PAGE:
Prince Harry has watched the UK wheelchair rugby team annihilate Australia in a combative bronze medal match at the Invictus Games.
The UK banished the disappointment of their semi-final loss to Denmark by drubbing the southern hemisphere side by more than 40 goals.
Before the game the compere played the "salute cam" game where a roving camera zooms in on spectators who have to stand up and give a salute.
Harry pointed to a man in military uniform next to him, and when he appeared reluctant to stand up the Prince gave a salute as did some of those around him.
He also joined a Mexican wave that went around the arena filled with around 2,000 shouting and clapping fans at the ESPN Wide World of Sports Complex in Orlando, Florida.
Australian Olympic swimming champion Ian Thorpe sat a few seats away from Harry and they shared a laugh before the match.
The UK dominated the first half with the players making some big hits on their opponents, who could not keep up with the speed and manoeuvrability of the men in red, white and blue who were ahead 23-3 at the midway point.
Things continued in a similar vein in the second half and Thorpe started a chant of "Aussie, Aussie, Aussie" which Harry and a few of those sat around him joined in with to lift the spirits of the team.
The UK scored another 23 points to take their final tally to 46 and they restricted Australia to just one second half goal which was cheered by the crowds as if they had won the match.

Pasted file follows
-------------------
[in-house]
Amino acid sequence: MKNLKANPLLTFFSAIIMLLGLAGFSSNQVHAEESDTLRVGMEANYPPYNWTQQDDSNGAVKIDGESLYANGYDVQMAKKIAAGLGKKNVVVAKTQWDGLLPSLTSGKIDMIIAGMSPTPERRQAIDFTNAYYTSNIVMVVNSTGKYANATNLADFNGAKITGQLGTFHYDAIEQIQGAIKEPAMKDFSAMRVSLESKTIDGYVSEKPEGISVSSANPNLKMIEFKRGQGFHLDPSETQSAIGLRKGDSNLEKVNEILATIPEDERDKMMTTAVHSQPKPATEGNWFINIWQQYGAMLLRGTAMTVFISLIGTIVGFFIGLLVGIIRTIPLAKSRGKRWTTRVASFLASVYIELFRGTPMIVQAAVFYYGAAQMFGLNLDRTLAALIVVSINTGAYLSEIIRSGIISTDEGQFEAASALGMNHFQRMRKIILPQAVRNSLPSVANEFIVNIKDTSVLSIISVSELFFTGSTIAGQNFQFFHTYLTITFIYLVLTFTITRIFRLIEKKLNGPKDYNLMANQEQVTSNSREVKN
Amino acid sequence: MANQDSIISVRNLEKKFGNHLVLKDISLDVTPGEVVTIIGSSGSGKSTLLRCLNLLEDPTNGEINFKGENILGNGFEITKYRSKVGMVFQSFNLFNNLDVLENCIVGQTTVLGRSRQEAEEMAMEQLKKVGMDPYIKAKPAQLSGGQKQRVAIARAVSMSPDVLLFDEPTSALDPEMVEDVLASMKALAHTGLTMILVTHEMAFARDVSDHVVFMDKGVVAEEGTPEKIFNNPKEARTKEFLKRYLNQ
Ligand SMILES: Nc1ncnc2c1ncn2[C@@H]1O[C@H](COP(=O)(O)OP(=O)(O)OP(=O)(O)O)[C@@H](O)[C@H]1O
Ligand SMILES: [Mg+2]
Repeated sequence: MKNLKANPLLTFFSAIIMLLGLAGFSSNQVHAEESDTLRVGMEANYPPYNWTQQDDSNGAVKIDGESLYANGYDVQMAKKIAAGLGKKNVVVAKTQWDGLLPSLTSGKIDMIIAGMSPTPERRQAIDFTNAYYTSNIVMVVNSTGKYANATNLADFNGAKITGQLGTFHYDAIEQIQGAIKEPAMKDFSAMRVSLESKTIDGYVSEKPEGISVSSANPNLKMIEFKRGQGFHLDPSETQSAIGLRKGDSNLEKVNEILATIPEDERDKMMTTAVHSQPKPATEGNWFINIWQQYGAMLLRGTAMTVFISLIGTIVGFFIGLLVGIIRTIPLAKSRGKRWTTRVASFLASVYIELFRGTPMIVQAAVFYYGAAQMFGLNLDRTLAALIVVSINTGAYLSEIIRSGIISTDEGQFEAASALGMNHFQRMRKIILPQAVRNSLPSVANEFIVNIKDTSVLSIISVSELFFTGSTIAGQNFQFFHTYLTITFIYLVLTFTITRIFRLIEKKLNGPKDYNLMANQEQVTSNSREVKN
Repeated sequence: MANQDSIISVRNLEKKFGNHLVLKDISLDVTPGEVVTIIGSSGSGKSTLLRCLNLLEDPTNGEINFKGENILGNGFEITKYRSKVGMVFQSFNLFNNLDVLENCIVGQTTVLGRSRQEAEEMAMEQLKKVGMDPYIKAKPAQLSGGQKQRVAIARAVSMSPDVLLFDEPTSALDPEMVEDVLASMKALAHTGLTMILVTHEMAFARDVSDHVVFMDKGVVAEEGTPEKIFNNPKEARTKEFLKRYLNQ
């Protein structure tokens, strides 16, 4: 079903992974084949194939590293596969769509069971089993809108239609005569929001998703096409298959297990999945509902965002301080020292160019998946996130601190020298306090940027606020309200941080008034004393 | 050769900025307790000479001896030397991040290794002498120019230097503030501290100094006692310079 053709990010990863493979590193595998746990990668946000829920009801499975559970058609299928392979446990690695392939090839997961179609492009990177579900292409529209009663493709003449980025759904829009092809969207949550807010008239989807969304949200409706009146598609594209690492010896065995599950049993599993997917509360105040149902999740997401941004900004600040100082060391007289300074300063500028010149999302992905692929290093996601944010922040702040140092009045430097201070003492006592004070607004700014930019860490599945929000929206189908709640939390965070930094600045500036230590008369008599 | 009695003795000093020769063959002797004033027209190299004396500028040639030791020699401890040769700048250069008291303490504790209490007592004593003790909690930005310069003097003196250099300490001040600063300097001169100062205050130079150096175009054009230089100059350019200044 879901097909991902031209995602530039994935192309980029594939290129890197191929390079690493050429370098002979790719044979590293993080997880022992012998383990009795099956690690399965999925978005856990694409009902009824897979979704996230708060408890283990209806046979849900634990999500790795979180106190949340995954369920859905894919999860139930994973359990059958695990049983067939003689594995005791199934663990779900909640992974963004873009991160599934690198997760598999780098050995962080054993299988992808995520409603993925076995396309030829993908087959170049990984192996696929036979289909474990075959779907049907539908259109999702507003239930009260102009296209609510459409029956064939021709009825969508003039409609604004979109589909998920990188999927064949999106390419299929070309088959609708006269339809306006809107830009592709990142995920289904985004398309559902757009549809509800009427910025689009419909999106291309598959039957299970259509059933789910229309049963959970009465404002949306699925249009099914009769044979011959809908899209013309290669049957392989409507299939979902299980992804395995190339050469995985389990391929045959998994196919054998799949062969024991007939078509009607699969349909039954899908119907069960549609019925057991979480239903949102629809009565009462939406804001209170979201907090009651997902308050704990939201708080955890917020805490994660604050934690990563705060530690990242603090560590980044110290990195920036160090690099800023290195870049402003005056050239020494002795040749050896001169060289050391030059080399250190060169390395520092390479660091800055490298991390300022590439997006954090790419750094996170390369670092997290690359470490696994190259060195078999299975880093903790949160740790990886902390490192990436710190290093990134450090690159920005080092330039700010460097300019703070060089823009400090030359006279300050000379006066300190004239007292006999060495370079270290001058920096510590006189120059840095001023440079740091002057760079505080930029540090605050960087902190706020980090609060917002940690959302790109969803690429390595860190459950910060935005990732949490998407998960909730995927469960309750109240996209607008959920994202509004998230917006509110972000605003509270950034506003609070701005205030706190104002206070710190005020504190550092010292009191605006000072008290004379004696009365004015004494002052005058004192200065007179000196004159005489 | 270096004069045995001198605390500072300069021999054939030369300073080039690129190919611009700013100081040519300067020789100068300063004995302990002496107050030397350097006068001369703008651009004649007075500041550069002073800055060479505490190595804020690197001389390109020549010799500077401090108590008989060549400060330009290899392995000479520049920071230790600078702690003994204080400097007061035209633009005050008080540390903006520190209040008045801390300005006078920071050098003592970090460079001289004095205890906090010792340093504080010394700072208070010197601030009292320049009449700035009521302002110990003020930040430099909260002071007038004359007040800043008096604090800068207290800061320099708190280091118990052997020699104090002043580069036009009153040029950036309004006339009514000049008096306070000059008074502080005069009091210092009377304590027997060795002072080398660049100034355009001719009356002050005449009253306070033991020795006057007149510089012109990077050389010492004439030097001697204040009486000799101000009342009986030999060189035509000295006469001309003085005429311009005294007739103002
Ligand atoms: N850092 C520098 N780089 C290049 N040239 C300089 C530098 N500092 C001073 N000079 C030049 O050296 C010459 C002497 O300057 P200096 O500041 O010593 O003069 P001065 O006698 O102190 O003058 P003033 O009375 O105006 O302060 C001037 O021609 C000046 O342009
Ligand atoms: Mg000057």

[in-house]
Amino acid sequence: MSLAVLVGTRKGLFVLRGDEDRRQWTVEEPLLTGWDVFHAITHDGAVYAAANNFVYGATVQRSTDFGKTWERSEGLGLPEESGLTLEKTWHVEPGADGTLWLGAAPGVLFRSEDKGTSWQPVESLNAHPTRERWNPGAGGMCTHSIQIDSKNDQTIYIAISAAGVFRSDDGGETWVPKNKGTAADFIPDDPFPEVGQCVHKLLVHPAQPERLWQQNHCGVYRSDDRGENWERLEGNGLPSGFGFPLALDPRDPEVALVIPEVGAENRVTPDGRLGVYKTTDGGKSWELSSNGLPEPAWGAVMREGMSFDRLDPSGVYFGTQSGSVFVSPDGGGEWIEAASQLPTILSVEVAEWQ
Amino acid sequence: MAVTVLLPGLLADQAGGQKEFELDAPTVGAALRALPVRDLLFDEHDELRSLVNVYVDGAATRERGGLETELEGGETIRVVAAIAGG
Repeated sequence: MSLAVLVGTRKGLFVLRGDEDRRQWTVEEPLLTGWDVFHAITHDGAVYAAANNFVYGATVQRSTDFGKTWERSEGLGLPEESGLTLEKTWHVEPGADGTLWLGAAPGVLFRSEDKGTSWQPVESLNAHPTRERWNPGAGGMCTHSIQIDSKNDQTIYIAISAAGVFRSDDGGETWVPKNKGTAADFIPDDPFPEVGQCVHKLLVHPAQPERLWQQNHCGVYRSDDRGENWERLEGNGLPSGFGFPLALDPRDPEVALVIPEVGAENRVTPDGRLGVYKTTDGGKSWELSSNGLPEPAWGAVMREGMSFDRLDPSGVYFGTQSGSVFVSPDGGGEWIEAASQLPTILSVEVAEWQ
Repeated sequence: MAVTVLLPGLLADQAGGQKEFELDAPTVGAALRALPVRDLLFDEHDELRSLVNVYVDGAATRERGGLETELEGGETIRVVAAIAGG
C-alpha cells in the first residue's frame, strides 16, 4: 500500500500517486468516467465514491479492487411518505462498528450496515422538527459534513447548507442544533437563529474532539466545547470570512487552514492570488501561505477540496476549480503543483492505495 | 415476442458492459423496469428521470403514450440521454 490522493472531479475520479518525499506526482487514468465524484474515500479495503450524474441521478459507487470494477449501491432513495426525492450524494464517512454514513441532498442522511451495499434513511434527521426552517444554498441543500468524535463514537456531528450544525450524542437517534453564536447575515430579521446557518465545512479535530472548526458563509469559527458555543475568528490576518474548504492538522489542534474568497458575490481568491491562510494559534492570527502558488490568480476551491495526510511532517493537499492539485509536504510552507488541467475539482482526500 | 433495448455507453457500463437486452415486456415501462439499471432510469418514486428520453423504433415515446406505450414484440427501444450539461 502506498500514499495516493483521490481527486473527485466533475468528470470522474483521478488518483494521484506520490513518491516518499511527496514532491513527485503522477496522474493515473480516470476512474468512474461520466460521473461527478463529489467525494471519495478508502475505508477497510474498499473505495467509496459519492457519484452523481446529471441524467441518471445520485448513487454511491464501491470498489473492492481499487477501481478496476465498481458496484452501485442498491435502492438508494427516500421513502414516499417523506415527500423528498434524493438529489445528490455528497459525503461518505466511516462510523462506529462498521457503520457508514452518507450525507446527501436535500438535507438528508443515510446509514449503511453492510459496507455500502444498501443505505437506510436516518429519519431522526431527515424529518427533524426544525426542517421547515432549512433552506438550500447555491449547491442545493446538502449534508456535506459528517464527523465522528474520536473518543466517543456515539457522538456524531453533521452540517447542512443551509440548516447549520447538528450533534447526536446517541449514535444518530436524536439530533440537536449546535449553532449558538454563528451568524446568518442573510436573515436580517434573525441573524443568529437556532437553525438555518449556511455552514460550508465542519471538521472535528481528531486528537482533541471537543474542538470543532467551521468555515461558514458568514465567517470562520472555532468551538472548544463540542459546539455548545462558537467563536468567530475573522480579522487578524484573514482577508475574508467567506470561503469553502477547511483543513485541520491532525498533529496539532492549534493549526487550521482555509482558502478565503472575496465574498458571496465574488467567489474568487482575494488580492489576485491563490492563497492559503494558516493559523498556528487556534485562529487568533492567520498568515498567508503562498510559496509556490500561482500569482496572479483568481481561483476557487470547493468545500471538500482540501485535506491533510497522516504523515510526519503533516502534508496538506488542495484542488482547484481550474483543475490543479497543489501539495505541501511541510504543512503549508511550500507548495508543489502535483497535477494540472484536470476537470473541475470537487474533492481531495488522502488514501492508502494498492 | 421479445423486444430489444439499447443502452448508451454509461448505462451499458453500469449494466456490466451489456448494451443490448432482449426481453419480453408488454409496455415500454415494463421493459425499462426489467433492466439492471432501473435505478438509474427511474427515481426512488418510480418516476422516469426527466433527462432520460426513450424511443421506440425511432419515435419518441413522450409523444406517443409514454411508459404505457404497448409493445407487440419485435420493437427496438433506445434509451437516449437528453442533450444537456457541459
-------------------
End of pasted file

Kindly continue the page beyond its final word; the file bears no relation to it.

When the final whistle went the teams embraced each other on the indoor pitch, and Harry was spotted filming the moment on a smartphone.
US vice president Joe Biden, joined by wife Jill, made a surprise visit to the Games.
Before the USA played in the wheelchair rugby final, Mr Biden stood in the arena and gave an impromptu speech.
To cheers he said: "It's an honour to be in the presence of so many warriors on the battlefield, warriors off the field."
He paid tribute to his son, former Delaware attorney general Beau Biden, an Iraq war veteran who died last year after a battle with brain cancer.
The vice president told the audience: "Our son was Beau, a decorated soldier, and he used to have an expression, 'never complain and never explain, just get up, get up'."
An exhibition match was played before the USA took on Denmark for the gold medal.
The American players delighted the crowds by dominating their opponents and ran out comfortable winners.
Harry presented bronze medals to the UK team, giving each player a hug, and then he ran along high-fiving the Americans and the Danes.